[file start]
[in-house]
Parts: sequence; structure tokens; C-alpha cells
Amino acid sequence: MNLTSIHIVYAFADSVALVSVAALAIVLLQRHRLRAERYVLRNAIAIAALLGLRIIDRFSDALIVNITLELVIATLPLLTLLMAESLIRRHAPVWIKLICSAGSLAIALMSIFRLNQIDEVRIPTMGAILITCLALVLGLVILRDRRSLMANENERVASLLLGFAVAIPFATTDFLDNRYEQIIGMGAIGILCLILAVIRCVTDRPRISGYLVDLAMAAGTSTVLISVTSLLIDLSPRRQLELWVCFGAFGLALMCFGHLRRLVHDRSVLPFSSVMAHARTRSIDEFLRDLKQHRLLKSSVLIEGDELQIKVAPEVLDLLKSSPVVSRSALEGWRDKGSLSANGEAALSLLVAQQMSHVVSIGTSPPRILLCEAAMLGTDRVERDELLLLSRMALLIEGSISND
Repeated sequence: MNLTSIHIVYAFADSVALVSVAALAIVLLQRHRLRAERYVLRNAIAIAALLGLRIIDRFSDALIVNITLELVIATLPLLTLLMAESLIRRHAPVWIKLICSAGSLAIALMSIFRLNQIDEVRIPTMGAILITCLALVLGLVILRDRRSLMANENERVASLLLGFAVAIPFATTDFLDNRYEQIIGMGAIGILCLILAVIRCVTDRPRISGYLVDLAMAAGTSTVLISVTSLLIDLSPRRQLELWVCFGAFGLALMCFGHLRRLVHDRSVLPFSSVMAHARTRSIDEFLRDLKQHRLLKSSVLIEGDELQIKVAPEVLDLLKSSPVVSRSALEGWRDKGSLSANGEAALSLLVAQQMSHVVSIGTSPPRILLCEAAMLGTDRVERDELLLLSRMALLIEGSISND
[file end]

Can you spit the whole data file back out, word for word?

[in-house]
Parts: sequence; structure tokens; C-alpha cells
Amino acid sequence: MNLTSIHIVYAFADSVALVSVAALAIVLLQRHRLRAERYVLRNAIAIAALLGLRIIDRFSDALIVNITLELVIATLPLLTLLMAESLIRRHAPVWIKLICSAGSLAIALMSIFRLNQIDEVRIPTMGAILITCLALVLGLVILRDRRSLMANENERVASLLLGFAVAIPFATTDFLDNRYEQIIGMGAIGILCLILAVIRCVTDRPRISGYLVDLAMAAGTSTVLISVTSLLIDLSPRRQLELWVCFGAFGLALMCFGHLRRLVHDRSVLPFSSVMAHARTRSIDEFLRDLKQHRLLKSSVLIEGDELQIKVAPEVLDLLKSSPVVSRSALEGWRDKGSLSANGEAALSLLVAQQMSHVVSIGTSPPRILLCEAAMLGTDRVERDELLLLSRMALLIEGSISND
Repeated sequence: MNLTSIHIVYAFADSVALVSVAALAIVLLQRHRLRAERYVLRNAIAIAALLGLRIIDRFSDALIVNITLELVIATLPLLTLLMAESLIRRHAPVWIKLICSAGSLAIALMSIFRLNQIDEVRIPTMGAILITCLALVLGLVILRDRRSLMANENERVASLLLGFAVAIPFATTDFLDNRYEQIIGMGAIGILCLILAVIRCVTDRPRISGYLVDLAMAAGTSTVLISVTSLLIDLSPRRQLELWVCFGAFGLALMCFGHLRRLVHDRSVLPFSSVMAHARTRSIDEFLRDLKQHRLLKSSVLIEGDELQIKVAPEVLDLLKSSPVVSRSALEGWRDKGSLSANGEAALSLLVAQQMSHVVSIGTSPPRILLCEAAMLGTDRVERDELLLLSRMALLIEGSISND